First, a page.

Luckily, Mr. Collins did not rape-marry Lizzy. Then the wealthy Mr. Bingley and Mr. Darcy show up. Bingley is all over the eldest daughter, Jane. Bingley and Darcy leave. Oh no! Mr. Collins marries Elizabeth's lesbian friend Charlotte. Oh no! Another daughter, Lydia, goes off to hang with a bunch of soldiers hundreds of miles from her parents’ care. 

Oh yeah, Mr. Wickham is a soldier who had previously done this thing to Mr. Darcy where he tried to extort money from him, but that didn't work so he tried to nail Darcy's 15-year-old sister, but that didn't work either. He steals Lydia's purity out of her vagina like a thief in the unwashed, smelly night, and they elope. Darcy pays Wickham to marry her so that her family won't lose face. Elizabeth finds out and now loves Darcy. (Oh yeah, she hated him before. Whatevs.) Now the whole family loves Mr. Wickham even though they know exactly what he did. Darcy marries Lizzy. Jane marries Bingley. Oh, and that douchey-Lady, she wanted Darcy to marry his... say it with me now... cousin. 

There you go.

There's another thing I need to shew you before moving on. It's a small thing, but I still feel you should be shewn. I have no doubt a lot of words have had their spelling altered since this book was first published in 1813, so why was the word 'shew' left to survive like the only finger on a leprotic hand? I know this is a very minor pet-peeve on my part. My apolygeez.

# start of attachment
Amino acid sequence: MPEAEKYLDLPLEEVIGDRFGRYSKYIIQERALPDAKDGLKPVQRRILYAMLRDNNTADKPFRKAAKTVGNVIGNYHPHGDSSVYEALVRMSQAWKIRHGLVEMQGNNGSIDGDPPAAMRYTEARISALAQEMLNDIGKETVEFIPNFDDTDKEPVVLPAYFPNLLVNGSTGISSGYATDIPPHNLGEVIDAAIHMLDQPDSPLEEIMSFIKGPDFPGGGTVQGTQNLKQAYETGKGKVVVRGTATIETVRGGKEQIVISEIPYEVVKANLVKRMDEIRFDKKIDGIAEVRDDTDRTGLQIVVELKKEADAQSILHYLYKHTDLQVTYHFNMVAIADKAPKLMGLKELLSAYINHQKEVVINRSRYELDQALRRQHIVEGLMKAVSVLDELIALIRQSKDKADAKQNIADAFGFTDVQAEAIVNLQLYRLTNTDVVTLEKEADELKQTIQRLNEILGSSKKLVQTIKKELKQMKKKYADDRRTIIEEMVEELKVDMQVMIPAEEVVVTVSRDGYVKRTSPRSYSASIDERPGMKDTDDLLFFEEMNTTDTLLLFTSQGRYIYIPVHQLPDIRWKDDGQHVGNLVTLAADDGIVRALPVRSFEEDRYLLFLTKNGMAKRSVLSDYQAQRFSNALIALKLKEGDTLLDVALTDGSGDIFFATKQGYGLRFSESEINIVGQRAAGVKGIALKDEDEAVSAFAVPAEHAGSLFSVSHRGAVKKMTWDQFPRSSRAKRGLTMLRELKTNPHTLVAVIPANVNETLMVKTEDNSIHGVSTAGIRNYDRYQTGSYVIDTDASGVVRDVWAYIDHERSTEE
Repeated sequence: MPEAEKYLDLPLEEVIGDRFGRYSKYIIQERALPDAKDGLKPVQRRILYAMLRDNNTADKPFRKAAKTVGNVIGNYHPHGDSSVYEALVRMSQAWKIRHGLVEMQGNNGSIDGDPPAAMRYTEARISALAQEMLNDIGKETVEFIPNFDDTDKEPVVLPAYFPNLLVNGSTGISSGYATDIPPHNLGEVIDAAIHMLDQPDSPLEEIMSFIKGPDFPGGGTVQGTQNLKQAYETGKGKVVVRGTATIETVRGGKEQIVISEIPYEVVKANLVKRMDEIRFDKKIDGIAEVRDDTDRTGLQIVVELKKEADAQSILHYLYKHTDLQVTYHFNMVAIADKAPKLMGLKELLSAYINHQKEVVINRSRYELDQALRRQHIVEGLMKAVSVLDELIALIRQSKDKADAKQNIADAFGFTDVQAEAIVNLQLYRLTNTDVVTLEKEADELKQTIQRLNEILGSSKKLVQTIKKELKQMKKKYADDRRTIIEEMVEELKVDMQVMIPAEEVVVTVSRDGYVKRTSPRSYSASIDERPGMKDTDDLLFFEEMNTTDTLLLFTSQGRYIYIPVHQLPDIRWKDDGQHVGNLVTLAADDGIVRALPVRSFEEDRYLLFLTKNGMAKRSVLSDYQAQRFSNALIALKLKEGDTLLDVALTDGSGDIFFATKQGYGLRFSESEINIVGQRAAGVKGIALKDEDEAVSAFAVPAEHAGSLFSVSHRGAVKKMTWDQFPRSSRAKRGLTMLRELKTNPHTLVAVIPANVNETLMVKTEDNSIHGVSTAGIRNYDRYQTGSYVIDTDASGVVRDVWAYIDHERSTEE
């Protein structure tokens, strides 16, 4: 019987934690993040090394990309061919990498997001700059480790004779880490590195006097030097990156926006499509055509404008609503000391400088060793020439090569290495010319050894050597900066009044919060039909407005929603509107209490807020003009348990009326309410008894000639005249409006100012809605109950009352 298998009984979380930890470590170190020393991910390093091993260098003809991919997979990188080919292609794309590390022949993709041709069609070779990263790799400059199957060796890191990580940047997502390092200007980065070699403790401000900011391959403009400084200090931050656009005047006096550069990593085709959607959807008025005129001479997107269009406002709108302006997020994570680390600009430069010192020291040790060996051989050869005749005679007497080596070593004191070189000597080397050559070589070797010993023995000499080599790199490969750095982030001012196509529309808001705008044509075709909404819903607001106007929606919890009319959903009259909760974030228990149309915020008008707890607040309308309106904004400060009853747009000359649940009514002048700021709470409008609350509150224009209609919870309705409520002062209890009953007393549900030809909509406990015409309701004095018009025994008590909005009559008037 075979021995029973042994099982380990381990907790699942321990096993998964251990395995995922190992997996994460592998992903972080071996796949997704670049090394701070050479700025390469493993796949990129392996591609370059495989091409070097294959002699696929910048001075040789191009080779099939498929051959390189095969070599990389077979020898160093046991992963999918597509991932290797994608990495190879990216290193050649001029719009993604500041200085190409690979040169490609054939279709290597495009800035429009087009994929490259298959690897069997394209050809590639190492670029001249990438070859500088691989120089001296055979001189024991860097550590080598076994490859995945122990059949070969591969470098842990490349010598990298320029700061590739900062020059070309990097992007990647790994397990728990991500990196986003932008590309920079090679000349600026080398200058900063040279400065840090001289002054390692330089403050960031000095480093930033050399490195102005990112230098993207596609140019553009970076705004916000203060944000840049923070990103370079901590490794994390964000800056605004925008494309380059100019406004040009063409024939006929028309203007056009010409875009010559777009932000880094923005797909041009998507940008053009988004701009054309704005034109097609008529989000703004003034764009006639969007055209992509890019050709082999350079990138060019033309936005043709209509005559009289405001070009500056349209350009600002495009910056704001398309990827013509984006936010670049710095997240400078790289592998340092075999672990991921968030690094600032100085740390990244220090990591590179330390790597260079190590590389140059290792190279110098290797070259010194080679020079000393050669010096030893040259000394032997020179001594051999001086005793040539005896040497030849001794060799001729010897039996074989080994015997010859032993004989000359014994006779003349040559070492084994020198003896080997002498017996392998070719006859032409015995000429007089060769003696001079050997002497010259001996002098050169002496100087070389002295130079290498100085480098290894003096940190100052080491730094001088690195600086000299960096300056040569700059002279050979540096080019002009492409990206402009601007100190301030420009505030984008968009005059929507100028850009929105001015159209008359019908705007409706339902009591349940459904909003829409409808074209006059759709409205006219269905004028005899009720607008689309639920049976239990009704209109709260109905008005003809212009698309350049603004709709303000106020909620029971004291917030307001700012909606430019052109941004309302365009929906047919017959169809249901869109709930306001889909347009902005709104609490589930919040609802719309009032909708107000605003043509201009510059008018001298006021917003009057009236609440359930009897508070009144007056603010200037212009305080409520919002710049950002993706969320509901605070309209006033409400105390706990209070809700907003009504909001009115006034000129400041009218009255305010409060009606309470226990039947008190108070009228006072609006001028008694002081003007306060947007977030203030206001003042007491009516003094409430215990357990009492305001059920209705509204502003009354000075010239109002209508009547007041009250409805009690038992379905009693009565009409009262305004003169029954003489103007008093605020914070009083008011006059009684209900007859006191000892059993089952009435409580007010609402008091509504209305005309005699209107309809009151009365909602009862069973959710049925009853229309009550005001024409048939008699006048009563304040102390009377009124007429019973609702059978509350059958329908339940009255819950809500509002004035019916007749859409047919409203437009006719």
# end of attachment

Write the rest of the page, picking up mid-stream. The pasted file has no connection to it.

A word on embarrassment: Everyone is always embarrassed about everything. The central theme of this entire book is a Battle Royale/Hunger Games-style war over who can be most embarrassed. It's the anti-dimensional version of Toddlers & Tiaras.

Yup, totally opposite

The characters -

Elizabeth – Doesn't want to marry some guy just cause he's rich. Marries Mr. Darcy cause he got her family out of financial trouble, and also ‘cause his paid servant says he's totally cool. Ultimately, he's decent, but cool is not the word. He's tolerable... and rich.

Jane – She wants to marry a rich guy... does.

Lydia – Teenage girl with no parental supervision who has sex while staying at an army base. Also, sky is blue.

Mary and Kitty – Are also sisters.

Mr. Bennet – The girls’ father who prefers to spend as much of his time in solitude away from his family as possible. I like this guy a lot.

Mrs. Bennet – I wouldn't let this woman be my mother-in-law/aunt if my cousin was a compulsively gourmet-cooking Carmen Electra on ecstasy.

Mr. Collins – After reading this book I was told that he was the main source of comedy... Cousin-rapey, lesbian-marrying comedy. LOL. 

Miss Charlotte – 27-year old spinster best-friend to Elizabeth who marries Mr. Collins because she thinks she could have a shot at she-douche Lady de Bourgh. Tell me I'm wrong, Internet 

And the rest!

So, that's it. I know this book is beloved by girl-brains everywhere, but for me it has been an excruciatingly tedious experiment. In vengeance, Alice must now beat Super Mario World on the Super Nintendo I gave her for her birthday several months ago. She must post her progress on the end of each of her blogs until the princess is saved. Wuthering Heights AND Pride and Prejudice? You're doing this, Alice.